I found out comedian Jonathan Winters died and this scene, from the 1963 classic “It’s a Mad, Mad, Mad, Mad World” came to mind. For this and many other roles, he’ll be missed. My family watched this quite a bit growing up and it always made me laugh. Enjoy.
With the release of the first trailer of Neill Blomkamp’s follow-up to his District 9 I thought it was time to look back at one of my favorite scenes from that film. In fact, I rather think this scene was and, still is, one of the greatest scenes in cinematic history.
District 9 was such a great film with so many scenes and sequences that I consider favorites. Yet, it’s one particular scene that happened very quickly that it left many audiences staring at the big-screen (or small screen) wondering if they just saw what they just saw. I’m talking about a brief sequence during the climactic fight inside District 9 as Wikus tries to provide fire and cover for Chris Johnson and his young son to make it back to the alien shuttle and get back to the mothership.
Even now just watching the clip one really has to watch it more than once to truly appreciate the insanity that went into this action-packed final reel of the film. To put it simply, District 9 and Neill Blomkamp introduced the world not just to live-action mecha action but to the Spider Jerusalem-esque weapon I have simply dubbed: “The Pig Cannon”.
With today’s release of Irrational Games’ latest title, Bioshock Infinite, I look back with some fondness to the first game in the series: BioShock.
It was a game that blew most everyone away with it’s ease of gameplay, unique art direction and, most important of all, a story that made people think that gaming was close to reaching the level of art for the genre. It was a game that dared to use as one of it’s themes Ayn Rand’s own take on the philosophy of Objectivism. It was a game about choices. A game that put the player into making the moral choice of rescuing the creepy Little Sisters or harvesting them for a rare resource that meant killing them.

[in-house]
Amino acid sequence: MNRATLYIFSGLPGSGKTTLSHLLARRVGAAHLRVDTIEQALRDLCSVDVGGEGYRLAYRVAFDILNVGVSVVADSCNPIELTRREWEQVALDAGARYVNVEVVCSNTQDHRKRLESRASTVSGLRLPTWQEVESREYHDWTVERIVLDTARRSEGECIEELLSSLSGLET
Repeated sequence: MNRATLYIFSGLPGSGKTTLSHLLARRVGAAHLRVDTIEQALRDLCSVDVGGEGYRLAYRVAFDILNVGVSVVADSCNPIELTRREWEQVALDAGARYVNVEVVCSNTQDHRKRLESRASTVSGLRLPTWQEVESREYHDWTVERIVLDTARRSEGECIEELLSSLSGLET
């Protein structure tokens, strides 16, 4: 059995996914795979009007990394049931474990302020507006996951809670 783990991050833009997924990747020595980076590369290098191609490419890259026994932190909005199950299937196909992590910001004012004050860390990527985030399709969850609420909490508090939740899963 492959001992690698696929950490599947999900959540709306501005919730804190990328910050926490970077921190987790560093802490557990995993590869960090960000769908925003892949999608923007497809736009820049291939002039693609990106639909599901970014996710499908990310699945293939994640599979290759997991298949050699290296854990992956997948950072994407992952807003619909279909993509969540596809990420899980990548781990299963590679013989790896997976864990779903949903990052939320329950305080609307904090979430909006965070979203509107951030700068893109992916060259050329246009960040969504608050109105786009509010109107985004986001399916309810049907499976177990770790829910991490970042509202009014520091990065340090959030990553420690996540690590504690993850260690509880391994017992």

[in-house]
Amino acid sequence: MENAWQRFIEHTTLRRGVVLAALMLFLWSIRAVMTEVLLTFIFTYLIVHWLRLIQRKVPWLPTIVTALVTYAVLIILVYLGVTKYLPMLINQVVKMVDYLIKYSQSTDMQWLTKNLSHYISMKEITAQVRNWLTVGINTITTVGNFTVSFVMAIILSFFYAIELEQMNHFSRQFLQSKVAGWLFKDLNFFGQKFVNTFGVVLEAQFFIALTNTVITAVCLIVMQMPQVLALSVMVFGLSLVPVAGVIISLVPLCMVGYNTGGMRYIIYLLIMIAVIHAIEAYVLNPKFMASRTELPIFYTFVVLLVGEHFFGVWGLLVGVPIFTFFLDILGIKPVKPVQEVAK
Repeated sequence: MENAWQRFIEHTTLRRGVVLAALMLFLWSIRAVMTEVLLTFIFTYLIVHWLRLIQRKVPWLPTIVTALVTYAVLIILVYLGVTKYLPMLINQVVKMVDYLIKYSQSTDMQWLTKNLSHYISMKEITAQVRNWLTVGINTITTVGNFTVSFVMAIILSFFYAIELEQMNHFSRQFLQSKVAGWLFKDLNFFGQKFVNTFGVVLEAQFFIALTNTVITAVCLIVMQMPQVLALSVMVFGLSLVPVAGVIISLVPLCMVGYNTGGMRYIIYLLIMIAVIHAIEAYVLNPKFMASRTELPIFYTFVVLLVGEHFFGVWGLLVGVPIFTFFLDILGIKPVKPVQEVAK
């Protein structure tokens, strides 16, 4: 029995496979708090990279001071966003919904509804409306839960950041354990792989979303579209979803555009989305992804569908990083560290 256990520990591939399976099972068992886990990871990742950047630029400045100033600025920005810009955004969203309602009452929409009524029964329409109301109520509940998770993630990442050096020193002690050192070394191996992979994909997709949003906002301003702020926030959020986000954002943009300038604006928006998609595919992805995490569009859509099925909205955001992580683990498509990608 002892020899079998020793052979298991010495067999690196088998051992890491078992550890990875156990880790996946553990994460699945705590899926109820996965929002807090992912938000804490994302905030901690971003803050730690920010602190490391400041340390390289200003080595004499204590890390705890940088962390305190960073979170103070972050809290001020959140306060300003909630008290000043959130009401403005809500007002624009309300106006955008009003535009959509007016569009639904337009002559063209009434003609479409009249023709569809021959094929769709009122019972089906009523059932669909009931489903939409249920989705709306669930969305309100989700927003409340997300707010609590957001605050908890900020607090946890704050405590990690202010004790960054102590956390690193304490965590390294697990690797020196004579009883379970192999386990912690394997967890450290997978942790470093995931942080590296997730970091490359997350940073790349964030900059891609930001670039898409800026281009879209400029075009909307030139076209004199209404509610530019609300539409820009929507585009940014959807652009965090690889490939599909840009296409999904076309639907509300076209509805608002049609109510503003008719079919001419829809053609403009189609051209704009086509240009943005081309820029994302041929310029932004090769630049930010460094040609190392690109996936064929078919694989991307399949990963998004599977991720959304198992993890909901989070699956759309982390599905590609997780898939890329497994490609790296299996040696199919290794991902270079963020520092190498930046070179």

I’ve played the game so many times and have made choices both good and bad, but it was always difficult even knowing how things already turned out to make that first decision to either “rescue” or “harvest”. Below are the version of this very scene that fully sold the game and it’s story to me the first time I played it way back in 2007.
Some movies are merely good. Some movies are undeniably great. And then, a handful movies are so amazingly brilliant that, every time you watch, you’re reminded why you fell in love with cinema in the first place.
The Third Man is one of those brilliant films.
Directed by Carol Reed and scripted by novelist Graham Greene, The Third Man takes place in the years immediately following the end of World War II. Pulp novelist Holly Martins (Joseph Cotten) comes to Vienna to search for his old friend Harry Lime (Orson Welles). Upon arriving, Holly is shocked to learn that Harry makes his living selling diluted penicillin on the black market.
In the classic scene below, Harry and Holly have a clandestine meeting in a Ferris wheel and Harry justifies both his actions and the lives that have been lost as a result of them.
While Orson Welles’ performance is (rightfully) celebrated, I’ve always felt that Joseph Cotten’s work was even more important to the film’s success. While Welles made Harry Lime into a charismatic and compelling villain, it was Cotten who provided the film with a heart.